by Benjamin Bean || AHL On The Beat Archive
When the Peoria Rivermen broke camp in early October, a new head coach had a tough decision to make before his team took to the ice for its first game.
Although the weather was just starting to cool off, Jared Bednar had his eye on playing into the summer heat when he named Dean Arsene Peoria’s new captain.
“Arsene brings exceptional work ethic to practices and games,” said Bednar. “He approaches each day professionally, and we see him talking to the younger kids about what he sees with each rep in practice. He talks to everyone, holds the team to a high standard, takes control of situations and helps teach guys in any way.”
And the two Calder Cups on his résumé don’t hurt either.
Now with the Rivermen in the middle of one of the tightest playoff races in recent memory, the former Hershey Bear is trying to lead this team into the postseason for the third time in six AHL seasons.
“We have a standings board just inside the dressing room so everyday we walk in and see where we are at. It’s not a thing where you have to say anything to get the guys fired up,” said Arsene.
“Attention to detail is the biggest thing because hockey is a game with mistakes. We just try to correct them and not repeat them. We have to stay on the same page. We can’t get too high or too low. We have to stay on track.”
Leadership has come naturally to Arsene in his career because his work ethic is contagious.
“I try to lead by example,” Arsene said. “I work as hard as I can in practice and in games. If you yell at guys constantly they start tuning you out.”
Booming body checks and courageous shot blocks follow Arsene around the ice who grew up admiring former New Jersey Devils captain – and three-time Stanley Cup champion – Scott Stevens.
But unlike Stevens, who was the fifth overall pick by Washington in the 1982 NHL Draft, Arsene has had to battle his way up from a 21-year-old rookie with Charlotte in the ECHL. After a year in the AHL with Hartford the following year he was back in the ECHL with Reading – the team that gave him his first taste of Peoria.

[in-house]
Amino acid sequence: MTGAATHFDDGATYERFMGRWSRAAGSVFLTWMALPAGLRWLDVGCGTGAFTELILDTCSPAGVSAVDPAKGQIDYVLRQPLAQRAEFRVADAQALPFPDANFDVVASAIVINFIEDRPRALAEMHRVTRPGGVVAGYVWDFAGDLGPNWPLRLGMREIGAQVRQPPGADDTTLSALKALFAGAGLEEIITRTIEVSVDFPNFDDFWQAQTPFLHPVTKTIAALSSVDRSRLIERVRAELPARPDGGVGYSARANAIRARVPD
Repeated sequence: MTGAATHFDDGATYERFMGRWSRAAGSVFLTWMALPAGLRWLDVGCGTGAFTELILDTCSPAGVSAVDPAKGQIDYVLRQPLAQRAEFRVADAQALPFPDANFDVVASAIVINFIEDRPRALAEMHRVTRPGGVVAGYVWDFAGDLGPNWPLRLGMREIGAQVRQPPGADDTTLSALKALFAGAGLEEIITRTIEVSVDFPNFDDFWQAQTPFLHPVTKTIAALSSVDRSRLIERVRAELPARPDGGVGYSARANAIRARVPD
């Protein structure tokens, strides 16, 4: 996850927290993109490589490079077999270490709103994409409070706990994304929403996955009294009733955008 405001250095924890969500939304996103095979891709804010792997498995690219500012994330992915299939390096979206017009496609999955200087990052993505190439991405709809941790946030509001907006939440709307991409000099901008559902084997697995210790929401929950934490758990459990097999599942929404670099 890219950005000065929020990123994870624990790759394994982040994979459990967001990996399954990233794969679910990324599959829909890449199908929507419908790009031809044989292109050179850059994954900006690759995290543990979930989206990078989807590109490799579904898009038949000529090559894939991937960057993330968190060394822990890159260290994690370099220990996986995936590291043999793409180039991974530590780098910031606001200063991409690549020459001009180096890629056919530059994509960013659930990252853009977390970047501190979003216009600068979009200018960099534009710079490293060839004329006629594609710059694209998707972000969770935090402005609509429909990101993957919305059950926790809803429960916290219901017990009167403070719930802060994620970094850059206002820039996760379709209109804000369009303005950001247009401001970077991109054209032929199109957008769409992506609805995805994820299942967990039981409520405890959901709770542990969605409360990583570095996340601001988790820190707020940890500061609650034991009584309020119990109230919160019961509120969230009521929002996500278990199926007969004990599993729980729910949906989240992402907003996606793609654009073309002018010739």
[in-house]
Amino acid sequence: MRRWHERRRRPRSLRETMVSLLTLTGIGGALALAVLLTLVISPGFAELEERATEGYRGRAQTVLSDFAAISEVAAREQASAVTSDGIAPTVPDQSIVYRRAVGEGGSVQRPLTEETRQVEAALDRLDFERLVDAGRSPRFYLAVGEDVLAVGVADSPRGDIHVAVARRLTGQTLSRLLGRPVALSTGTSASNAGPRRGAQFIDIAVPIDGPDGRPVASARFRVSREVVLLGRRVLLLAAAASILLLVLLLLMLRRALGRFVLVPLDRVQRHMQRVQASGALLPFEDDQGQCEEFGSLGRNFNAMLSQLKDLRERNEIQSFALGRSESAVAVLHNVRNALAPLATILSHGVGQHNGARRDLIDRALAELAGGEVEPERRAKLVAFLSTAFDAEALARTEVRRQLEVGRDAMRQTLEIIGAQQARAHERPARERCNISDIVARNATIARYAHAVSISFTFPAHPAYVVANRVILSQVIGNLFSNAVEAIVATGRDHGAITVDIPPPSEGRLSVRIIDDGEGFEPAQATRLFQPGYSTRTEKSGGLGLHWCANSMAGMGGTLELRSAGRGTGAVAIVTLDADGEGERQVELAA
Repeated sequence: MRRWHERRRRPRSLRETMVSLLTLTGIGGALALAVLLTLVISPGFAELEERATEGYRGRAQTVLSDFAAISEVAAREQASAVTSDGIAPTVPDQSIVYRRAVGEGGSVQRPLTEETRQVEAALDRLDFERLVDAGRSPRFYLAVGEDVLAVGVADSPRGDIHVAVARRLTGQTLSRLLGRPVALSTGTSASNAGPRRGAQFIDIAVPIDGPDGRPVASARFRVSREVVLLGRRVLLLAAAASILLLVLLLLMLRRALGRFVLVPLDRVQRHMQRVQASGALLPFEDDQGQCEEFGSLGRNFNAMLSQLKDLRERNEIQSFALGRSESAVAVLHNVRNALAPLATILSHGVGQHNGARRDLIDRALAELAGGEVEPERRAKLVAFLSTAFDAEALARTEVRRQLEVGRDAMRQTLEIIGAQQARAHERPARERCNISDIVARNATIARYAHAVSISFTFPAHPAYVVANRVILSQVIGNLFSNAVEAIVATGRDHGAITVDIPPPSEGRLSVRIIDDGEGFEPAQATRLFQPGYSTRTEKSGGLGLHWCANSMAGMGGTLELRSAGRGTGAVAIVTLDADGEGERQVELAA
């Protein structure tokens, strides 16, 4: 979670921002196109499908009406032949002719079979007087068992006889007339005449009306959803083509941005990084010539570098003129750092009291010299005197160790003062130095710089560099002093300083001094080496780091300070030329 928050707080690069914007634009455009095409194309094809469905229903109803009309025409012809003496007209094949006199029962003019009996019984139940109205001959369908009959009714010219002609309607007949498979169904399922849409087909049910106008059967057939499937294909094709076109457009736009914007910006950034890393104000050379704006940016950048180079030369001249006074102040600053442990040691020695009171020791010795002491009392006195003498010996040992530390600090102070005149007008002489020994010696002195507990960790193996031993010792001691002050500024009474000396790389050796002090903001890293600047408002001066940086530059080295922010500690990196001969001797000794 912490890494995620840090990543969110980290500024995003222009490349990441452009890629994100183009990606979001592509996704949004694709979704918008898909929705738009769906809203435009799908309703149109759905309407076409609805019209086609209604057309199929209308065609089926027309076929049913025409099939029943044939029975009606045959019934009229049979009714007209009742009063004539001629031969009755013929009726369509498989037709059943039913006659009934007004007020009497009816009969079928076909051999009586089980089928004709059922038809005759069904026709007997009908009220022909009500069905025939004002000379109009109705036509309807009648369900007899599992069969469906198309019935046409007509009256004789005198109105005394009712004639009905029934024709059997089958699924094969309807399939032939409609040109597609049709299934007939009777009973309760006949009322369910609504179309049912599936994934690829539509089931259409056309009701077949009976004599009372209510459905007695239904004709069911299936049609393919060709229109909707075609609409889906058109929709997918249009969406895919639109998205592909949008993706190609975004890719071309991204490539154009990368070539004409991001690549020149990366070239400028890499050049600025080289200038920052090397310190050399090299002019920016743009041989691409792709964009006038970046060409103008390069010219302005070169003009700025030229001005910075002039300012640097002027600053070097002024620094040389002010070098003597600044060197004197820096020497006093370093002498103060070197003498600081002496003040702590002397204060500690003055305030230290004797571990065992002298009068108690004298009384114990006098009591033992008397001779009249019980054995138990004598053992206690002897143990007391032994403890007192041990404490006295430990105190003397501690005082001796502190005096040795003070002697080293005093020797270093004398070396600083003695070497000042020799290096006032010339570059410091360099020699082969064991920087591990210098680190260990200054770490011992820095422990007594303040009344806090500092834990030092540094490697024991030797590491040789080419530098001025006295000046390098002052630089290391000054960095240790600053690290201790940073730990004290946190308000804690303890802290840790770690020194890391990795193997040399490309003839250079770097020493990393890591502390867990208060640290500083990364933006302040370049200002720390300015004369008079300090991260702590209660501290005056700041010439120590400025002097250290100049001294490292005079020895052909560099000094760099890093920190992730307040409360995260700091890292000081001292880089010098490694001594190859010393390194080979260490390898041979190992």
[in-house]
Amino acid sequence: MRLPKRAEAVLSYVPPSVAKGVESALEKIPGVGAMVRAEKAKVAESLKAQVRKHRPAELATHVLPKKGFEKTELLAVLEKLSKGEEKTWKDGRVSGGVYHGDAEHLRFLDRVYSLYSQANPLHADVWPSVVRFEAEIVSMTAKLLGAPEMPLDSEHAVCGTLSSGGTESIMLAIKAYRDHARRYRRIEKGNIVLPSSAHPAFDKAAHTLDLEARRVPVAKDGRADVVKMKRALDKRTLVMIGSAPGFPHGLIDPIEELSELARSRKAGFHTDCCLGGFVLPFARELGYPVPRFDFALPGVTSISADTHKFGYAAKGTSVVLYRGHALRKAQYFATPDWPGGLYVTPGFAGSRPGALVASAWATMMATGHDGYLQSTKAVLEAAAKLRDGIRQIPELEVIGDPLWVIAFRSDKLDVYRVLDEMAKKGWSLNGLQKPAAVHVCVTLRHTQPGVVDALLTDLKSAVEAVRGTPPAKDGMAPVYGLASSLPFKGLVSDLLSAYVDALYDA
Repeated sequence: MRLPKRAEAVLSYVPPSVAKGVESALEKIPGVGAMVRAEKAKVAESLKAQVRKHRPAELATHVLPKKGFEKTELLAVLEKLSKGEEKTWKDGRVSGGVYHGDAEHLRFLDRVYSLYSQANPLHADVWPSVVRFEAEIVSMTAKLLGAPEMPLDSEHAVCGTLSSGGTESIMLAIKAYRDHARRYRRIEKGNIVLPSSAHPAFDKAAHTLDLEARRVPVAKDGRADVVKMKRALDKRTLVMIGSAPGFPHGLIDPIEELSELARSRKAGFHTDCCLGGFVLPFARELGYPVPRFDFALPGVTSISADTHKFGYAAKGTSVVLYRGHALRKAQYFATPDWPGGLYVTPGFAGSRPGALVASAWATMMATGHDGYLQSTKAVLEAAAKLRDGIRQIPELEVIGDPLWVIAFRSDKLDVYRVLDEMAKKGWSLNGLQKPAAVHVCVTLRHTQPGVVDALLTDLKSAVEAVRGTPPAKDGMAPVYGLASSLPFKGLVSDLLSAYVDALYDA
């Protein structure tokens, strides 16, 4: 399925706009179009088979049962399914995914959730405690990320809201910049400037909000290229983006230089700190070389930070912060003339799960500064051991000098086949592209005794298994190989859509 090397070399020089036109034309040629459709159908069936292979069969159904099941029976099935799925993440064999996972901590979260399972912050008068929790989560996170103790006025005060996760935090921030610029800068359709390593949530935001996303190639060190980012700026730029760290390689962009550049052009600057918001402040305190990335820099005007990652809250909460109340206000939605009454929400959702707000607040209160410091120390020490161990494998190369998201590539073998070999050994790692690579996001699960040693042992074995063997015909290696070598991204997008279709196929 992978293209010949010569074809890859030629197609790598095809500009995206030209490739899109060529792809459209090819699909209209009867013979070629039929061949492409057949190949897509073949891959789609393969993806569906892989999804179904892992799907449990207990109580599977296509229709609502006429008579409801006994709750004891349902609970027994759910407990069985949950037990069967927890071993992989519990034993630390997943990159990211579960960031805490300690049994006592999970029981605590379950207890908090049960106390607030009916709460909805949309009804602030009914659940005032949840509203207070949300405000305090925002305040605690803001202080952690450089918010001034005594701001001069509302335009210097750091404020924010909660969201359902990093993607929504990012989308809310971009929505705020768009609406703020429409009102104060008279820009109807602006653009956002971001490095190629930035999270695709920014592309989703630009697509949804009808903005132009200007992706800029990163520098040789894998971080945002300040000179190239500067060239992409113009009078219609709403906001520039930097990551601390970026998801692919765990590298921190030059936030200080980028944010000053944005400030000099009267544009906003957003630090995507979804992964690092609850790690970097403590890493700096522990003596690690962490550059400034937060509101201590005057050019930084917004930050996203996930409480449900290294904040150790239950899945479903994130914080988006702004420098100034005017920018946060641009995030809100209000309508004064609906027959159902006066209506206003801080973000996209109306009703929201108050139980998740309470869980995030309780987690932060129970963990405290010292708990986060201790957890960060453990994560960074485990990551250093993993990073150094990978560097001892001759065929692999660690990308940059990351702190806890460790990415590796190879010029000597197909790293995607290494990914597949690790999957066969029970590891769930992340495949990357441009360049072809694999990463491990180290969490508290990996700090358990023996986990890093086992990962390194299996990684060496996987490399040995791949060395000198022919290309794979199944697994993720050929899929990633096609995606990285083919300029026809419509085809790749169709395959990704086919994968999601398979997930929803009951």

“I played here against the Rivermen when they were part of the ECHL and I really liked it,” Arsene said. “Joe Pereira (former Rivermen defenseman and the best man at Arsene’s wedding) gave me some insiders. He said that it was a great hockey town and it has held true to form.”
Arsene made his debut with the Hershey Bears later that season and never looked back. Two seasons later he had his first Calder Cup and a new nickname: “The Mayor of Chocolatetown.”
“During the lockout season we had Jamie Rivers who started calling me Mayor because I did a lot of community work. The following year we traded for Colin Forbes who also started calling me Mayor. He wouldn’t call me anything else but Mayor to newspaper reporters, teammates, coaches and fans. When you do something for long enough it sticks, and this one stuck pretty well.”
He was bestowed with Hershey’s “C” for the first time by current Washington Capitals head coach Bruce Boudreau for the 2006-07 season. He appeared in 221 regular-season games for the Bears over his six seasons in Hershey but it’s the 49 games of playoff hockey experience that the Rivermen are leaning on this time of year.
“We won the Calder Cup my third year there (2006), the next year we made the finals again but unfortunately lost,” Arsene said. “Two years later we were fortunate enough to win it again. I had a lot of success there.”
Last season, the AHL journeyman finally got a shot in the NHL with the Edmonton Oilers. Staying true to form, Arsene took his gritty play with him to the next level, blocking shots and throwing hits. One of his hits got the attention of 6-foot-8-inch John Scott.
“That was not planned by any means,” Arsene explained. “I hit one of their guys and it just so happened that Scott was on the ice. I saw him, his chest at my eye level, and threw the hardest punch I could. It didn’t even phase him and I just tried my best to hold on.”
While Arsene may be leading the way he is leading a group of players who know what it takes to win. Graham Mink was Arsene’s teammate for his two Cups in Hershey. Nathan Oystrick was with the Chicago Wolves when they won it all in 2008. Brennan Evans won a Memorial Cup back in 2002 when he was with the Kootenay Ice (WHL). Derek Nesbitt was a Kelly Cup (ECHL) champion in 2007 as a member of the Idaho Steelheads. Rookie Mark Cundari is fresh off back-to-back Memorial Cup championships with the Windsor Spitfires.
And as for the coach, Bednar himself is just two seasons removed from coaching the South Carolina Stingrays to the Kelly Cup. He also won it twice as a player.
With the entire team on board, they have to like where they are headed with Arsene steering the ship.